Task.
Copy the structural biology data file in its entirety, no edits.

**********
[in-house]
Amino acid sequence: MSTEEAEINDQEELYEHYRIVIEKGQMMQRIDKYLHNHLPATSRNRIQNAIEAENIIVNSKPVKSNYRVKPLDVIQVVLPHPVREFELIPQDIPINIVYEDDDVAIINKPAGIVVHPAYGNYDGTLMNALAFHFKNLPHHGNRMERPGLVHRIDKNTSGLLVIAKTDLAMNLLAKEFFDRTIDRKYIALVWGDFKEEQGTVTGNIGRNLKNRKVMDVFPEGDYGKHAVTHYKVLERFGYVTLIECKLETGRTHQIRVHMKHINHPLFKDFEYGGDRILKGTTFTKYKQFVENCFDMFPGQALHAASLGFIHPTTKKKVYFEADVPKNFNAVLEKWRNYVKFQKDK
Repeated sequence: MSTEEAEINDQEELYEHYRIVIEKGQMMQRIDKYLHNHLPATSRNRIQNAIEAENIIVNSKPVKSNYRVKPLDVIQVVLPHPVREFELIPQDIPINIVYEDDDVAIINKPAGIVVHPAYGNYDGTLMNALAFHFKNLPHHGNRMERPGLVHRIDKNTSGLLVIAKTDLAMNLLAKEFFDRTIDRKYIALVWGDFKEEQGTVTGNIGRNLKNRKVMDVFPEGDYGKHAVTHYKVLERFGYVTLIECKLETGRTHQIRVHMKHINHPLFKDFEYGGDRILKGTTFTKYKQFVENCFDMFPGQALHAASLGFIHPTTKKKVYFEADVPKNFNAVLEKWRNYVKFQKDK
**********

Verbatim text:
[in-house]
Amino acid sequence: MSTEEAEINDQEELYEHYRIVIEKGQMMQRIDKYLHNHLPATSRNRIQNAIEAENIIVNSKPVKSNYRVKPLDVIQVVLPHPVREFELIPQDIPINIVYEDDDVAIINKPAGIVVHPAYGNYDGTLMNALAFHFKNLPHHGNRMERPGLVHRIDKNTSGLLVIAKTDLAMNLLAKEFFDRTIDRKYIALVWGDFKEEQGTVTGNIGRNLKNRKVMDVFPEGDYGKHAVTHYKVLERFGYVTLIECKLETGRTHQIRVHMKHINHPLFKDFEYGGDRILKGTTFTKYKQFVENCFDMFPGQALHAASLGFIHPTTKKKVYFEADVPKNFNAVLEKWRNYVKFQKDK
Repeated sequence: MSTEEAEINDQEELYEHYRIVIEKGQMMQRIDKYLHNHLPATSRNRIQNAIEAENIIVNSKPVKSNYRVKPLDVIQVVLPHPVREFELIPQDIPINIVYEDDDVAIINKPAGIVVHPAYGNYDGTLMNALAFHFKNLPHHGNRMERPGLVHRIDKNTSGLLVIAKTDLAMNLLAKEFFDRTIDRKYIALVWGDFKEEQGTVTGNIGRNLKNRKVMDVFPEGDYGKHAVTHYKVLERFGYVTLIECKLETGRTHQIRVHMKHINHPLFKDFEYGGDRILKGTTFTKYKQFVENCFDMFPGQALHAASLGFIHPTTKKKVYFEADVPKNFNAVLEKWRNYVKFQKDK